The Finding the Optimum Regimen for Duchenne Muscular Dystrophy (FOR DMD) study will compare three ways of giving corticosteroids to boys with Duchenne muscular dystrophy (DMD) to determine which of the three ways increases muscle strength the most, and which causes the fewest side effects. Using the results of this study, the investigators aim to provide patients and families with clearer information about the best way to take these drugs.
Duchenne Muscular Dystrophy
Boys with Duchenne muscular dystrophy experience progressive muscle weakness as they grow up. Corticosteroids are currently the only medicine that has been shown to increase muscle strength in boys with DMD. Benefits include an increase in the length of time that boys could continue to walk, reduction in the development of curvature of the spine, a longer time of adequate breathing, and possible protection against the development of heart problems. Doctors have tried different ways of prescribing corticosteroids in order to decrease undesirable side effects of the drug. No controlled, long-term study has ever looked at the effects of different corticosteroids to see which one improves strength the most and which one causes the fewest side effects, over a period of time. Different doctors in different countries prescribe the drugs in different ways, and some do not prescribe corticosteroids at all. The FOR DMD study will enroll boys with DMD ages 4-7. The study will look at three ways of taking the following corticosteroids by the mouth to determine which increases muscle strength the most, and which causes the fewest side effects: Prednisone 0.75mg/kg/day Prednisone 0.75mg/kg/day switching between 10 days on and 10 days off treatment Deflazacort 0.9mg/kg/day. The study will take place at 40 academic medical centers in the United States, Canada, United Kingdom, Germany and Italy.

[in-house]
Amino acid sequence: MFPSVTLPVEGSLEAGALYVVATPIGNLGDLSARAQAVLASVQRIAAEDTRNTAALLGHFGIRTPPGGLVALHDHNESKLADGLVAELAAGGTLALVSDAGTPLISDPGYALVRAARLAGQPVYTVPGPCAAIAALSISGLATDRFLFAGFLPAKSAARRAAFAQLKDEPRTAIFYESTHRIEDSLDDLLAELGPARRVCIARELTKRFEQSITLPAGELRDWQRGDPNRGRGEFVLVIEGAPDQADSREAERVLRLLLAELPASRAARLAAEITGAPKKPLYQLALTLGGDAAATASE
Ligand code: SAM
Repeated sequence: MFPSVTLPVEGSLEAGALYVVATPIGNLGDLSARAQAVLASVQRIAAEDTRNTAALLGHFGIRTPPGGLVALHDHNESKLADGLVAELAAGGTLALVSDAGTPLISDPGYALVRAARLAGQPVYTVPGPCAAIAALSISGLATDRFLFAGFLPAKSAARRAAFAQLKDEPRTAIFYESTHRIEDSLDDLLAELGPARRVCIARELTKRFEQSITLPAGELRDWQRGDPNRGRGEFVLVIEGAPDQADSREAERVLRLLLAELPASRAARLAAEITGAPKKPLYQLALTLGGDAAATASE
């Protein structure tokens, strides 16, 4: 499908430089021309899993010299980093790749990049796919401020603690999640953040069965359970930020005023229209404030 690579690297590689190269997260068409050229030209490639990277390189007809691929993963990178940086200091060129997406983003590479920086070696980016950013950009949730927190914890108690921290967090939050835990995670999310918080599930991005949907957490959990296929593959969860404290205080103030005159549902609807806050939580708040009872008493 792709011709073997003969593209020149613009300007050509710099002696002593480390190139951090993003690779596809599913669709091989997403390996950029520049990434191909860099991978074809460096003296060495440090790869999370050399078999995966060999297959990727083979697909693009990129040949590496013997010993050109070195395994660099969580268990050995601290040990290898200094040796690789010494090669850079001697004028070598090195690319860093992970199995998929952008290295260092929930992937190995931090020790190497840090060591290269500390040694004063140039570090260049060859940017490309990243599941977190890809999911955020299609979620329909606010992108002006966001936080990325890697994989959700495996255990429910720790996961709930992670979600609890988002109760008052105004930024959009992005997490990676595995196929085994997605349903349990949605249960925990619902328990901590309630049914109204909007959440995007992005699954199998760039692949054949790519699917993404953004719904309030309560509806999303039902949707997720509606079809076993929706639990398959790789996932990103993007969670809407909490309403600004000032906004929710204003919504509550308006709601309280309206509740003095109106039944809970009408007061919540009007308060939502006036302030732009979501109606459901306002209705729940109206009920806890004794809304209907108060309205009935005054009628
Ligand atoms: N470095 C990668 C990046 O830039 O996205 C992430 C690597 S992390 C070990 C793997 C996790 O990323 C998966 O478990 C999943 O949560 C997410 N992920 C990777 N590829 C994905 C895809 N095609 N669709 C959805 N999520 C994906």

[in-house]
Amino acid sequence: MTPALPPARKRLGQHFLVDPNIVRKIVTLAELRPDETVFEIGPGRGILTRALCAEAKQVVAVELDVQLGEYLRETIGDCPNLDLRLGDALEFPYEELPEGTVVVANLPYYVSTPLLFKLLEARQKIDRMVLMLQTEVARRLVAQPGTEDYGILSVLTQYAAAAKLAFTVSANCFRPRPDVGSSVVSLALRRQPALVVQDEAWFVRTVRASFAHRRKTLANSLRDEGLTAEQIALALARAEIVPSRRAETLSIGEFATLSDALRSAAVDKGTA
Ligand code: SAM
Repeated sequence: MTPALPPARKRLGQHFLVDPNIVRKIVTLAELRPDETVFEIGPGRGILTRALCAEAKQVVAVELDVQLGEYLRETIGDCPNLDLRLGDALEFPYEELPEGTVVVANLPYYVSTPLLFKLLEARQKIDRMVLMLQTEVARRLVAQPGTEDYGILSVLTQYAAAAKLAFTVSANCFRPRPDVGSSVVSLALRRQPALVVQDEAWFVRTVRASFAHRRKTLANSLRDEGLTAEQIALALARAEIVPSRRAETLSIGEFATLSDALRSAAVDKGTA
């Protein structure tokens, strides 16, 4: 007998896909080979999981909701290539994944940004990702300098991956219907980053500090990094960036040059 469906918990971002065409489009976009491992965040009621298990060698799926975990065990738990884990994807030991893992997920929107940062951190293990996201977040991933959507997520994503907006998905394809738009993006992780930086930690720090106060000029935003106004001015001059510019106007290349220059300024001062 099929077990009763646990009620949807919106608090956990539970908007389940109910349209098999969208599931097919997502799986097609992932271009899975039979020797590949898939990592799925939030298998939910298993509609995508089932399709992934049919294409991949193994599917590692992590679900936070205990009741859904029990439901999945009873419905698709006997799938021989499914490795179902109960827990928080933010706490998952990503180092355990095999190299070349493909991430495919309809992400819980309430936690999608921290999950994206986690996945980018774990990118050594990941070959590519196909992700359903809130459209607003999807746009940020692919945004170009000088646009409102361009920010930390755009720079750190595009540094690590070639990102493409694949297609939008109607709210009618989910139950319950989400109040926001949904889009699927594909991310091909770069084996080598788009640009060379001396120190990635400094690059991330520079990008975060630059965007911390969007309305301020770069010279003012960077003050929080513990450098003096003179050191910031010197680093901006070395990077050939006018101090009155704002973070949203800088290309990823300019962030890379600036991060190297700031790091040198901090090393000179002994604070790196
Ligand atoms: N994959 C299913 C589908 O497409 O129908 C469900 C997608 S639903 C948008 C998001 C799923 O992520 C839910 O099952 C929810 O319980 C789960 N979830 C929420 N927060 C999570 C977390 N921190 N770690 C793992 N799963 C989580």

Evidence of signed and dated informed consent form.
Confirmed diagnosis of Duchenne muscular dystrophy
Age greater than or equal to 4 years and less than 8 years old
Ability to rise independently from floor, from supine to standing
Willingness and ability to comply with scheduled visits, drug administration plan and study procedures
Ability to maintain reproducible FVC measurements.
History of major renal or hepatic impairment, immunosuppression or other contraindications to corticosteroid therapy.
History of chronic systemic fungal or viral infections. Acute bacterial infection(including TB) would exclude from enrolment until the infection had been appropriately treated and resolved.
Lack of chicken pox immunity and refusal to undergo immunization.
Evidence of symptomatic cardiomyopathy at screening assessment (one to three months prior to the baseline visit). Asymptomatic cardiac abnormality on investigation would not be an exclusion.
Current or previous treatment (greater than four consecutive weeks of oral therapy) with corticosteroids or other immunosuppressive treatments for DMD or other recurrent indications (e.g., asthma), unless approved by FOR-DMD Team (i.e., concurrent participation in another allowed DMD trial).
Inability to take tablets, as assessed by the site investigator by the end of the screening period (the screening period ranges from one to three months prior to the baseline visit).
Allergy/sensitivity to study drugs or their formulations including lactose and/or sucrose intolerance.
Severe behavioral problems, including severe autism.
Previous or ongoing medical condition, medical history, physical findings or laboratory abnormalities that could affect safety, make it unlikely that treatment and follow up will be correctly completed or impair the assessment of study results, in the judgment of the site investigator.
Weight of less than 13 kilograms.
Exposure to any investigational drug currently or within 3 months prior to start of study treatment.
August 12, 2022
Robert Griggs, MD
Primary Contact Information
For more information on this trial, visit clinicaltrials.gov.
For more information and to contact the study team: